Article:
UMD AOSC Seminar

The Effects of Deep Convection on Atmospheric Chemistry

Dr. Kenneth Pickering
Ph.D., Meteorology, University of Maryland

NASA GSFC Atmospheric Chemistry and Dynamics Branch
UMD Atmospheric and Oceanic Sciecne

This presentation will trace the important research developments of the last 25 years in defining the roles of deep convection in tropospheric chemistry.  The role of deep convection in vertically redistributing trace gases was first verified through field experiments conducted in 1985.  The consequences of deep convection have been noted in many other field programs conducted in subsequent years, and these will be briefly reviewed.  Modeling efforts predicted that deep convection occurring over polluted continental regions would cause downstream enhancements in photochemical ozone production in the middle and upper troposphere due to the vertical redistribution of ozone precursors.  Particularly large post-convective enhancements of ozone production were estimated for convection occurring over regions of pollution from biomass burning and urban areas.  These estimates were verified by measurements taken downstream of biomass burning regions of South America.  Models also indicate that convective transport of pristine marine boundary layer air causes decreases in ozone production rates in the upper troposphere and that convective downdrafts bring ozone into the boundary layer where it can be destroyed more rapidly.  Additional consequences of deep convection are perturbation of photolysis rates, effective wet scavenging of soluble species, nucleation of new particles in convective outflow, and the potential for stratosphere-troposphere exchange in thunderstorm anvils.  The remainder of the talk will focus on production of NO by lightning, its subsequent transport within convective clouds, and its effects on downwind ozone production.  Recent applications of cloud/chemistry model simulations combined with anvil NO and lightning flash observations in estimating NO production per flash will be described.  These cloud-resolving case-study simulations of convective transport and lightning NO production in different environments have yielded results which are directly applicable to the design of lightning parameterizations for regional and global chemical transport models.  The talk will conclude with an overview of two major convective transport and lightning NO field experiments planned for 2012.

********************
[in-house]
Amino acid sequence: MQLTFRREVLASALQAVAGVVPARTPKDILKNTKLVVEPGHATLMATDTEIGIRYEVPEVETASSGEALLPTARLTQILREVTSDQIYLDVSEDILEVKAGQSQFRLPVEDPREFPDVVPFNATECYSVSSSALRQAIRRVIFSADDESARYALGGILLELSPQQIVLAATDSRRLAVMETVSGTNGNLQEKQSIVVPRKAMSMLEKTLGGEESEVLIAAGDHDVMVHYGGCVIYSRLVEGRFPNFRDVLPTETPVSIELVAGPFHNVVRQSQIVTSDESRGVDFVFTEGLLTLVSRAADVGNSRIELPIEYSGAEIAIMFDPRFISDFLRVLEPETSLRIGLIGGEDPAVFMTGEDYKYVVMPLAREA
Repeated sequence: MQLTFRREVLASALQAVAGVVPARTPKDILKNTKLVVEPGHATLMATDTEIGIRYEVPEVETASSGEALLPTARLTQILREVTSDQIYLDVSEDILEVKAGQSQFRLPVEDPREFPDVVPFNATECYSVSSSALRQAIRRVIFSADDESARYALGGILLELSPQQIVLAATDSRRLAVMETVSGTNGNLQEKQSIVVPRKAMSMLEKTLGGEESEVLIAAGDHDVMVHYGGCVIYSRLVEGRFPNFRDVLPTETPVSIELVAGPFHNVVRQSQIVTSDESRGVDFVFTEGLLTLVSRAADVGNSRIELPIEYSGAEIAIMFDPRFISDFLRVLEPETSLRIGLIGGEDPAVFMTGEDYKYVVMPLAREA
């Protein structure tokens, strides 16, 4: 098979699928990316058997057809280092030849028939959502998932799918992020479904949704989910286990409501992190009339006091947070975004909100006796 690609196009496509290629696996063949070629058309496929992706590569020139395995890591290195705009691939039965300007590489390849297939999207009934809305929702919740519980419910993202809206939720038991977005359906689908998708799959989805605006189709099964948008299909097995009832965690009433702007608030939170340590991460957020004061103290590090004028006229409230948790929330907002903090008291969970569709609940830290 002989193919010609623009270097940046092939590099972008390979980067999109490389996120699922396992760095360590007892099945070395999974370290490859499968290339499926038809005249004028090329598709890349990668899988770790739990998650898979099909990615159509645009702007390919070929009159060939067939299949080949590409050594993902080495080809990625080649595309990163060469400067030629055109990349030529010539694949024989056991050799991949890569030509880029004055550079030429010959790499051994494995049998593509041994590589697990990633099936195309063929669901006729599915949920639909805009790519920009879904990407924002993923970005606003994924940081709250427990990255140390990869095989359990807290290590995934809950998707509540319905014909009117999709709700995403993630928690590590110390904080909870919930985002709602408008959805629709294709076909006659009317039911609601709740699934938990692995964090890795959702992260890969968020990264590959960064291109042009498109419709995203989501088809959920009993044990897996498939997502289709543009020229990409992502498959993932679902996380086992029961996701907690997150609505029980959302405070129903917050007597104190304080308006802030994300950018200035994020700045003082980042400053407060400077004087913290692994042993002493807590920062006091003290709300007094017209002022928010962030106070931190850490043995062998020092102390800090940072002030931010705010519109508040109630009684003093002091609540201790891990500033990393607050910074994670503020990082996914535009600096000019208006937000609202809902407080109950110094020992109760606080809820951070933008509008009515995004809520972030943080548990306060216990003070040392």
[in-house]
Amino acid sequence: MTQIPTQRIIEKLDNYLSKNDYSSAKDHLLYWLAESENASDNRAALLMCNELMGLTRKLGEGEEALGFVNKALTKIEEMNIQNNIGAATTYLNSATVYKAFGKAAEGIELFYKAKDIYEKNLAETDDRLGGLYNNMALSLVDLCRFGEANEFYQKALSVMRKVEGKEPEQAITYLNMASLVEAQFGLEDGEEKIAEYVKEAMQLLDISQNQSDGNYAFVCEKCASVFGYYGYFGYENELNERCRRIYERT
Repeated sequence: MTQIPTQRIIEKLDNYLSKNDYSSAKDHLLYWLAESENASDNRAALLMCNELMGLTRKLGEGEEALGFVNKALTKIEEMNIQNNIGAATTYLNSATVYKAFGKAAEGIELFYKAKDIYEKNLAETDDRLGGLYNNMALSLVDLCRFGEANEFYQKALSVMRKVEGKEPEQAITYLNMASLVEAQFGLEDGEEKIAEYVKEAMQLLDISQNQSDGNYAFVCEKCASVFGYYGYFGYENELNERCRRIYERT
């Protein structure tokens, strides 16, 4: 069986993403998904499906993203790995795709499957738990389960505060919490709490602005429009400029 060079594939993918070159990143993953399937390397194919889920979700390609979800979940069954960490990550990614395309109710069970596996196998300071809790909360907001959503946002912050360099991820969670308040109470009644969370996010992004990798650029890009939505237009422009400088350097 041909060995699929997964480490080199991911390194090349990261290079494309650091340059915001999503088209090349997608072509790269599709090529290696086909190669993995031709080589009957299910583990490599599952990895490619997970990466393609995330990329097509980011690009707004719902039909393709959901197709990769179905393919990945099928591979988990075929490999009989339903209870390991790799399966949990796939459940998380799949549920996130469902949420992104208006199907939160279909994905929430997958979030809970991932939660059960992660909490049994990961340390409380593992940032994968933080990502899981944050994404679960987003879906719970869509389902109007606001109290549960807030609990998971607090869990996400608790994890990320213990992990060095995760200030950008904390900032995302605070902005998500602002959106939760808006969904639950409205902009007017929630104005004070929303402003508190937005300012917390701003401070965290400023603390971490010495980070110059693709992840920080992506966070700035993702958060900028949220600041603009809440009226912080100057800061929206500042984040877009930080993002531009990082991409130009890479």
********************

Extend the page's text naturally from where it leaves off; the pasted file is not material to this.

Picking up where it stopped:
November 18, 2010, Thursday

Reception: 3:00pm (Everyone Welcome)
Seminar: 3:30-4:30pm

Computer and Space Sciences (CSS) Building, Auditorium (Room 2400)
Refreshment is served at 3:00pm in the adjoining Atrium

[Contact: Dr. Russ Dickerson]
[AOSC | Seminar | Directions | Parking]

AOSC 818. Frontiers in Atmosphere, Ocean, Climate, and Synoptic Meteorology Research